À la Une

Soutenance de thèse Abbass Hammoud


M. Abbass Hammoud soutiendra en anglais, en vue de l'obtention du grade de docteur en systèmes d'information de la Faculté d'économie et de management (GSEM), sa thèse intitulée:

Indoor Occupancy Sensing with Ultrasounds

Date: Vendredi 23 novembre 2018 à 15h30

Lieu: CUI / Battelle bâtiment A, Auditoire rez-de-chaussée



  •  Dr. Michel Deriaz (co-directeur)
  •  Prof. Dimitri Kontantas (co-directeur)
  •  Prof. Gilles Falquet (président de jury)
  •  Prof. Jean-Henry Morin (SdS, interne)
  •  Dr. Pedram Pad (CSEM, externe)
  •  M. Serge Grisard (CEO DomoSafety, externe)


As human beings, we rely on audible sounds as one way to communicate between each other and to infer information about our surrounding environment. Similarly, ultrasounds are used by some species in the animal kingdom to sense objects around them and get relevant information about their environment. In this thesis, we build on the inherent characteristics of ultrasounds and explore their application in occupancy sensing of indoor spaces, as ultrasounds exhibit interesting advantages compared to other technologies. Specifically, we design methods and algorithms to generate and process ultrasonic signals and infer the room occupancy, and we develop systems to evaluate their performance. Throughout the work, we address the implementation of our methods using commodity hardware, we pay attention to design algorithms that are computationally efficient, and we evaluate their time and space complexity. We focus on the reusability aspects in our designs, with the aim of bringing the technology to a wide range of existing and potential commercial devices, that would be able to implement our methods and algorithms seamlessly, and offer insights for new applications (like improving users' experience, enhancing home automation, etc.).
This thesis brings four main contributions. We start off by presenting our solution for a device-based occupancy detection system, in which the room occupancy is determined using people's smartphones. The system wouldn't be robust, unless the problem of signal interference and packet collision is mitigated. Therefore, we show how collisions could be detected, and propose a solution to reduce their occurrence probability.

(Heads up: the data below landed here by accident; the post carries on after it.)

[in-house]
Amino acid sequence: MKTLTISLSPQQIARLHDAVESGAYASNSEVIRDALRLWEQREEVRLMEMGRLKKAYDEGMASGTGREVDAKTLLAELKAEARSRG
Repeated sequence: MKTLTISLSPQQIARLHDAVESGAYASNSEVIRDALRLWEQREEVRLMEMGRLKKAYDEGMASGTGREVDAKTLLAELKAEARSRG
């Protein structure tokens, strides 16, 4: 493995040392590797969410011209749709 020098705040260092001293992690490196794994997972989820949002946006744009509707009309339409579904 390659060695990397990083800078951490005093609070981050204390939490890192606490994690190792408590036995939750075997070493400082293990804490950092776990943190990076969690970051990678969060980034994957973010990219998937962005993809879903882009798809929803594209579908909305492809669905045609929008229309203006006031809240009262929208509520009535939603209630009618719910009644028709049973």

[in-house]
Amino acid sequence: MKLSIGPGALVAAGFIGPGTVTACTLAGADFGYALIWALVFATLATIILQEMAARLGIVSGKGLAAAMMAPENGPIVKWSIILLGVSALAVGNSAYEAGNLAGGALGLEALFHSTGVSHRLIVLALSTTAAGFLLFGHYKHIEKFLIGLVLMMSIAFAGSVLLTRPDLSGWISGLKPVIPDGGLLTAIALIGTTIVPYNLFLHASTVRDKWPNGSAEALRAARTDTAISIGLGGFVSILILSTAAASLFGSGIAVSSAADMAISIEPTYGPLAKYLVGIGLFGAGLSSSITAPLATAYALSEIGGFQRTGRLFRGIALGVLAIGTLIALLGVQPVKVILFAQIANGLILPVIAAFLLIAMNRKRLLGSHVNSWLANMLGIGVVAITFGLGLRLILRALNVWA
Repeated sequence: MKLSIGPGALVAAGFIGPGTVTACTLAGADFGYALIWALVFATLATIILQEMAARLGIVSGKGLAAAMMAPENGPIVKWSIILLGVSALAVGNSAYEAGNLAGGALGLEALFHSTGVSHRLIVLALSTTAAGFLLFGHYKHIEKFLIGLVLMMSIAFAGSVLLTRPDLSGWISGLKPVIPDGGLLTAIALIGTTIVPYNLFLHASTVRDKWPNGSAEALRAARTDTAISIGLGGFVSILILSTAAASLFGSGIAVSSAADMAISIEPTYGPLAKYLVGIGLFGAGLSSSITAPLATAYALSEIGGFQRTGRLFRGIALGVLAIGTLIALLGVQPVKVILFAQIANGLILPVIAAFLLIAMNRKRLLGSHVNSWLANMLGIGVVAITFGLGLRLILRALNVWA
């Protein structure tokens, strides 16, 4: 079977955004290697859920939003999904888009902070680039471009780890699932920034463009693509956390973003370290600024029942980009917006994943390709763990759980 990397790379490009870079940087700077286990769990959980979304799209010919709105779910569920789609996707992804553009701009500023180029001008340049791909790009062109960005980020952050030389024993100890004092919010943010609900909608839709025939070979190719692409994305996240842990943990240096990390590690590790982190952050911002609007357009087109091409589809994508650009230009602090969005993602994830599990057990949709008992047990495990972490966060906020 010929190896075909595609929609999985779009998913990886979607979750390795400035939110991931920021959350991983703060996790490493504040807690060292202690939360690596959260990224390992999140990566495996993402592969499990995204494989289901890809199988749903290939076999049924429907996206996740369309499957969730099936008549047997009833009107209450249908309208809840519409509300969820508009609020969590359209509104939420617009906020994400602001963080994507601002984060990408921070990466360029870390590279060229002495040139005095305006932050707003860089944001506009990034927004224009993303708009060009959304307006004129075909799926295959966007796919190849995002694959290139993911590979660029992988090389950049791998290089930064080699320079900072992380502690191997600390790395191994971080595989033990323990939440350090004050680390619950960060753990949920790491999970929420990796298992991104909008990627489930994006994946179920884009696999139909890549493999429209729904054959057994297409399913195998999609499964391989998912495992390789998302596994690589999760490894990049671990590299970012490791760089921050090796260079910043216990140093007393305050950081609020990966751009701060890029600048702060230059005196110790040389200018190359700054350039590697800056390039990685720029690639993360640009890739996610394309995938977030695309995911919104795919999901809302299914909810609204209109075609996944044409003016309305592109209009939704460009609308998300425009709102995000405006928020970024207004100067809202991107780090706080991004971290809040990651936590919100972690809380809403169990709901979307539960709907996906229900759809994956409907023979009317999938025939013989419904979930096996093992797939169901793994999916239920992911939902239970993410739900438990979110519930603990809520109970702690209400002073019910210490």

Then, we move on to address device-free occupancy sensing, where we sense the presence of persons without requiring them to carry or wear any devices. In this regard, our contribution is a self-calibrating motion sensing system that is based on the Doppler effect. We show how unsupervised learning can be used to auto-calibrate the parameters of the system without prior information of the installation environment.
While active ultrasonic motion sensing offers a higher accuracy, it generally consumes more energy than traditional passive sensing technologies (like passive infrared sensors). To alleviate this limitation, our third contribution is a novel automatic power switching method that can reduce the energy consumption of the sensors. The method, which we call "power hopping", allows a motion sensor to optimize its transmit power in function of the surrounding environment's conditions, and is automatically triggered every time the layout of the environment is detected to have changed.
In our last contribution, we address the sensing of still persons. For this, we explore the use of reflection patterns of ultrasonic signals. We show how we can process the signals and make use of supervised learning techniques, to accurately detect the presence of still persons, even in low signal-to-noise ratio conditions. All of the presented methods and algorithms were experimentally evaluated using working prototypes. To summarize this dissertation, we discuss how our proposed methods and algorithms can be applied to make devices and appliances smarter, more aware and responsive to their users. These include smartphones, digital speaker assistants, PCs, smart TVs, and virtually any devices equipped with sound speakers and microphones.